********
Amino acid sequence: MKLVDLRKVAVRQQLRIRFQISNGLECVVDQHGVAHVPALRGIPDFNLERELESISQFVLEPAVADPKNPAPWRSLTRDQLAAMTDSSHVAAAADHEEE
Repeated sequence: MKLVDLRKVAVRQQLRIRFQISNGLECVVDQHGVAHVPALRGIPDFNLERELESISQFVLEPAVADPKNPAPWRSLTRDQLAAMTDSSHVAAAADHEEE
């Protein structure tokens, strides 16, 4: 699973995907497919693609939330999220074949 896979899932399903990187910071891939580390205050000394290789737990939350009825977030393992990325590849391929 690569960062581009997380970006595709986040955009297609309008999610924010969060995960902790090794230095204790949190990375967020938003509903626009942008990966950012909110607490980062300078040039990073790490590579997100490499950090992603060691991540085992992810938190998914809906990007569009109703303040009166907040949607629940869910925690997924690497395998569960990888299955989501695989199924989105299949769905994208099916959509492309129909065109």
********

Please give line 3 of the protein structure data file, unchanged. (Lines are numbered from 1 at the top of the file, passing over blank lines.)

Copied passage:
């Protein structure tokens, strides 16, 4: 699973995907497919693609939330999220074949 896979899932399903990187910071891939580390205050000394290789737990939350009825977030393992990325590849391929 690569960062581009997380970006595709986040955009297609309008999610924010969060995960902790090794230095204790949190990375967020938003509903626009942008990966950012909110607490980062300078040039990073790490590579997100490499950090992603060691991540085992992810938190998914809906990007569009109703303040009166907040949607629940869910925690997924690497395998569960990888299955989501695989199924989105299949769905994208099916959509492309129909065109």